Commodity Currencies Crash as Growth Fears Mount; Preliminary PMIs (Monday)

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Rates as of 05:00 GMT

Market Recap

So the Fed is going to taper down its aid to the US economy as the delta variant surges and economies go back into lockdown.. That’s going to hit global growth, or so the thinking goes. Oh, and China pledged to continue releasing its metal reserves to ensure sufficient supply and stabilize prices.

That’s all well known. The only “new news” about growth is that the Nikkei yesterday reported that Toyota expects to cut auto production by 40% in September due to the shortage of semiconductors and Covid-related production disruptions in South-East Asia.

According, it was a terrible day for commodities and the commodity currencies: Bloomberg’s Commodity Spot Index was down 1.7%, its biggest decline in a month as investors priced in the more negative outlook. Every component of the index was down.

Naturally, the commodity currencies were lower, but it was kind of strange that the decline was led by CAD, since in fact Canada is a fairly diversified economy. The fall can’t be explained entirely by lower oil prices. Wednesday’s Canadian consumer price index was higher than expected.

Virus cases are picking up but that’s hardly news anywhere.

Besides, they remain extremely low compared to other major countries…

…although perhaps not in comparison to the other commodity countries.

However, the situation does seem to be worsening at a faster pace in Australia and New Zealand. NZ found another 11 community cases yesterday and PM Arden extended the national lockdown for a further 4 days. Given what’s happened in Australia, which has a similar zero tolerance policy, the NZ lockdowns could be extended much further.

Nonetheless, RBNZ Gov. Orr Thursday said they plan to raise the official cash rate (OCR) at their next meeting in October no matter what. Speaking to Parliament, he said “What we’ve learned through time is that incomes remain strong, demand bounces back very quickly, and that these rolling lockdowns will continue for a while,” so “Of course October is a live meeting.” This is almost verbatim what the Reserve Bank of Australia (RBA) said in explaining why it didn’t ease policy in the face of the lockdowns there.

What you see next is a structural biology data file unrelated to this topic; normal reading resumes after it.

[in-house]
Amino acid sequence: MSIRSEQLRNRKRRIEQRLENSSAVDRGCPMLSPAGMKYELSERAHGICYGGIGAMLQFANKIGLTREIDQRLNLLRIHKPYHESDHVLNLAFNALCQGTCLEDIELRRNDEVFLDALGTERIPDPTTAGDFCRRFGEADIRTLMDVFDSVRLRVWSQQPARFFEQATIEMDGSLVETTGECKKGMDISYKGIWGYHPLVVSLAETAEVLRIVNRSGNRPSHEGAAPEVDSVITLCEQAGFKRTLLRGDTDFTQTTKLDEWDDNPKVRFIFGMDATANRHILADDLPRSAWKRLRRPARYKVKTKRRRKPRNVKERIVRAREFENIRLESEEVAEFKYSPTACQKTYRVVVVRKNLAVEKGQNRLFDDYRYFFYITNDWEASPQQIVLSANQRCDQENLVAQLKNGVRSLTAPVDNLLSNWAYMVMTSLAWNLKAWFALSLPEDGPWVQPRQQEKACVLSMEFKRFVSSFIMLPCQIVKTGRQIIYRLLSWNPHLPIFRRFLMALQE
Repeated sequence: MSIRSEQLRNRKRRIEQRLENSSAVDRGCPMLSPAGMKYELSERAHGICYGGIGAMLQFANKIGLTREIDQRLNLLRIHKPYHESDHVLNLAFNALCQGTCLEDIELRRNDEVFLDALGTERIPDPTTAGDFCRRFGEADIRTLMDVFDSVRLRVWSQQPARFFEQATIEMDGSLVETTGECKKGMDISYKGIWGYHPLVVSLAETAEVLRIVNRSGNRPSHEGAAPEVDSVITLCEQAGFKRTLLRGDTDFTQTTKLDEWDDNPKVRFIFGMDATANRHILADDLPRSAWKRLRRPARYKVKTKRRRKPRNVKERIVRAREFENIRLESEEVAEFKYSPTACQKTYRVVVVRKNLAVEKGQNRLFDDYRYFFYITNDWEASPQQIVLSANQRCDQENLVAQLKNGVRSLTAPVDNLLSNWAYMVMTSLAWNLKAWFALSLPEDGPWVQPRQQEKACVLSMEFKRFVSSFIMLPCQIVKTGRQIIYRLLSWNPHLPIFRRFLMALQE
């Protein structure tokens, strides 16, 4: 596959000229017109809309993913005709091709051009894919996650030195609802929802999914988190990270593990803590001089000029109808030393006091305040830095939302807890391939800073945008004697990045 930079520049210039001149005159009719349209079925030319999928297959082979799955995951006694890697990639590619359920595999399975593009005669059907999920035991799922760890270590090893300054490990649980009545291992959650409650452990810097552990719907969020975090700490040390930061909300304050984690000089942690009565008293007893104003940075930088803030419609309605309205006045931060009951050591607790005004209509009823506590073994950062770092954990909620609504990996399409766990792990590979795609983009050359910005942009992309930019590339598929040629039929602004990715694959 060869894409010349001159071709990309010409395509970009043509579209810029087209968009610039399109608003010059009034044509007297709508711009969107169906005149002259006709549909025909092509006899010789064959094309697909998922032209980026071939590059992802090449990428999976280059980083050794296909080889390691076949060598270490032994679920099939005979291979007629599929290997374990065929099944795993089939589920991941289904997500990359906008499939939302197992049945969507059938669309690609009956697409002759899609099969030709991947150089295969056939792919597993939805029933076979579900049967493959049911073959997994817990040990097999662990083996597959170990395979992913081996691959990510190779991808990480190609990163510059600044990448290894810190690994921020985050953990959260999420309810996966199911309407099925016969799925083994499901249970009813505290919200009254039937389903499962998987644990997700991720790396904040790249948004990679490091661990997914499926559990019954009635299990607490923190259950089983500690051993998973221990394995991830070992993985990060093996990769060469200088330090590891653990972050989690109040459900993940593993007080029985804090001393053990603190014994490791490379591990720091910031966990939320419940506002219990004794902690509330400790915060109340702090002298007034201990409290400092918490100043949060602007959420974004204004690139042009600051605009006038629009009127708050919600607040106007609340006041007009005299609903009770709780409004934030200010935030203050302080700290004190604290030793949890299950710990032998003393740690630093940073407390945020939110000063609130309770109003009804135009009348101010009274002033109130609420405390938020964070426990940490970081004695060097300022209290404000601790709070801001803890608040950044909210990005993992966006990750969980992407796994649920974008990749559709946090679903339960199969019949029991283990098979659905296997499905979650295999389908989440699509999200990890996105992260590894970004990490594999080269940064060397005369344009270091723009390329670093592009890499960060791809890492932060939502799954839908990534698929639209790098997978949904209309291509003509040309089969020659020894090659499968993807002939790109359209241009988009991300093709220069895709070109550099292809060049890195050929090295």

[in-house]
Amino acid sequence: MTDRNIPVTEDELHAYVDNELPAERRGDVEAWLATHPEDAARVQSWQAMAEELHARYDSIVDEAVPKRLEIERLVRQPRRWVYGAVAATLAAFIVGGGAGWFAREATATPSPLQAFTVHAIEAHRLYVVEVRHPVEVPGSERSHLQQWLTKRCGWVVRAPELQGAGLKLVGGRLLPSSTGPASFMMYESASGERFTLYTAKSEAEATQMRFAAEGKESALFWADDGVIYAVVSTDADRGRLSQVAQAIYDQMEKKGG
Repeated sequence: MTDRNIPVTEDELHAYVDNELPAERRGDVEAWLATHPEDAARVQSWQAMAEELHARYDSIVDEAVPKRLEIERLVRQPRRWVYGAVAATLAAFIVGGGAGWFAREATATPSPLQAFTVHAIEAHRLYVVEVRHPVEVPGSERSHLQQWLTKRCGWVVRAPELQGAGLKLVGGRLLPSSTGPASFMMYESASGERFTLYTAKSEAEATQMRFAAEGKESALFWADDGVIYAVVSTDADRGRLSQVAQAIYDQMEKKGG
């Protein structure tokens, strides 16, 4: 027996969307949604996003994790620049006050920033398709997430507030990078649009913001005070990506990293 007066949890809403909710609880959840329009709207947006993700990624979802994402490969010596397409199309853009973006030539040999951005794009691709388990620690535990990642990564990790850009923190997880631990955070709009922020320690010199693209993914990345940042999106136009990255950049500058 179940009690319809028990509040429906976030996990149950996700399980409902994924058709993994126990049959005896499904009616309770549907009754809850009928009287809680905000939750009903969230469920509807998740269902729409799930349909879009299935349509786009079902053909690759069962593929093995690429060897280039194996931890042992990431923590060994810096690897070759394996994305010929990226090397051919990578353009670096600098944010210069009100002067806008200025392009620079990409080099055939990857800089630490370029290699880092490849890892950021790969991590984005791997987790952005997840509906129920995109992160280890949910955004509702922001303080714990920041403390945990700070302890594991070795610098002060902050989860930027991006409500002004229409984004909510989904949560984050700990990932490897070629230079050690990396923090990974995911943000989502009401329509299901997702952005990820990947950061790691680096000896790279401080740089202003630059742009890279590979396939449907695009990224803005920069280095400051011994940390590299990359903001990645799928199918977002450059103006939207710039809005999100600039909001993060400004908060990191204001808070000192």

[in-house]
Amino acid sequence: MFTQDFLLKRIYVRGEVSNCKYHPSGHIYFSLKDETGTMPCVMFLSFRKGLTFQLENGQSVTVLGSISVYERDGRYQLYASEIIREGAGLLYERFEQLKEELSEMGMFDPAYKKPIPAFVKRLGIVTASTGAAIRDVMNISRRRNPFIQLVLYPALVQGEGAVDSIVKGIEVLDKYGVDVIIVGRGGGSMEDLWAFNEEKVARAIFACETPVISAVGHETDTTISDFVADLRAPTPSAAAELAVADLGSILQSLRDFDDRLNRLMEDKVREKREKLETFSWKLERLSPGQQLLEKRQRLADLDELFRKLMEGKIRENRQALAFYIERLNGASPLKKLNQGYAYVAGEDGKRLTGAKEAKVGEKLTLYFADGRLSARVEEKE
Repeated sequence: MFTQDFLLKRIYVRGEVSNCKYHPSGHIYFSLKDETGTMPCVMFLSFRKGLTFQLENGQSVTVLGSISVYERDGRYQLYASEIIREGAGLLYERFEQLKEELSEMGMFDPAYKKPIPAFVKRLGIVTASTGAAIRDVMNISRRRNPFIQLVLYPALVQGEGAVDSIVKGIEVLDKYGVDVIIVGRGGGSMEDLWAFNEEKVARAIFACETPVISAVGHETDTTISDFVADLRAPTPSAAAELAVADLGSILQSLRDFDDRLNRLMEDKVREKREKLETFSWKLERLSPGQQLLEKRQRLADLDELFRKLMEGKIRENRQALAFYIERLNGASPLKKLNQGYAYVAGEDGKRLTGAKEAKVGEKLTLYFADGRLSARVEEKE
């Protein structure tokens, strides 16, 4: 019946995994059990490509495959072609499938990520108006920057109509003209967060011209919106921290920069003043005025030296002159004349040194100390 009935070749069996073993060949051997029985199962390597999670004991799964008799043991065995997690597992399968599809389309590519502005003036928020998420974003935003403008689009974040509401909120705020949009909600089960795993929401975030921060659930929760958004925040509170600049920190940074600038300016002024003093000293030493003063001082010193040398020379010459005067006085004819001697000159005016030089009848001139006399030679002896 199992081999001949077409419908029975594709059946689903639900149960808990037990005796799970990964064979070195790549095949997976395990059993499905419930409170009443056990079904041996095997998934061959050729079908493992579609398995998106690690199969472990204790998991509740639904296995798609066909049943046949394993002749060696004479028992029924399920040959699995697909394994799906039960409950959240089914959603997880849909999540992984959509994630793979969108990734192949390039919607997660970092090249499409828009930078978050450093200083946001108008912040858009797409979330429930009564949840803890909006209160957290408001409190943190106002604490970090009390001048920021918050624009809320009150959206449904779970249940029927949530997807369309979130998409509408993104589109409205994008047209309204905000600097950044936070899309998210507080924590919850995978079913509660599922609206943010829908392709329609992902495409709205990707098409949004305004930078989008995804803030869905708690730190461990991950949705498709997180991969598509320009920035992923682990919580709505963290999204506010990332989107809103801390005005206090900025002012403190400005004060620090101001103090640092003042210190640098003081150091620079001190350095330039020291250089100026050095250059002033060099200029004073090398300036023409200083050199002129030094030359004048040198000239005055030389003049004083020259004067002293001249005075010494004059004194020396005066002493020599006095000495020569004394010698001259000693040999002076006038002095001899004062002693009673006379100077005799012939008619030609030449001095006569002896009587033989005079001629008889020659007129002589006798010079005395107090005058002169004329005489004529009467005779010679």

Australia too is also seeing worsening conditions. Sydney’s lockdown is now set to last until the end of September.

Perhaps it was just catch-up. CAD has held up better than AUD and NZD so far this year.

Added to that is positioning. Speculators are net long CAD in the US futures markets, as opposed to being net short AUD and NZD. Perhaps they’re just unloading the last of their long positions.

Nonetheless, I think there could be some mean reversion in CAD today ahead of the weekend after today’s Canadian retail sales if as expected they show continued strong demand (see below).

As for why GBP was down…I don’t think there was anything special there, just a generally stronger dollar, although EUR/GBP moved up somewhat too, indicating that there was GBP weakness involved. Today GBP may weaken further in an aftershock from the disappointing retail sales figures (see below).

EUR/CHF briefly broke through the 1.07 line, hitting 1.0696 for a few femtoseconds before bouncing back to above 1.07, where it’s trading now. Watch the Swiss National Bank sight deposits data next Monday to see if the central bank was in the market to keep it above that line.

Today’s market

Note: The table above is updated before publication with the latest consensus forecasts. However, the text & charts are prepared ahead of time. Therefore there can be discrepancies between the forecasts given in the table above and in the text & charts.

Today’s major indicator, UK retail sales, is already out. It was disastrous, with sales underperforming expectations across the board.

We also have Canadian retail sales today. They’re expected to show a substantial rise. Auto sales did well during the month on a seasonally adjusted basis. Meanwhile, several provinces eased their social restrictions during the month thanks to falling virus counts, which should also add to sales. A good turnout after two months of decline might be CAD+, especially after yesterday’s plunge.

Then early Monday we get the preliminary purchasing managers’ indices (PMIs) for the major industrial economies. The forecasts are for some slippage on the manufacturing side – to be expected given the high level of the PMIs – and little change on the service-sector side. With all forecast to remain at relatively high levels this could act to shore up risk sentiment – possibly.

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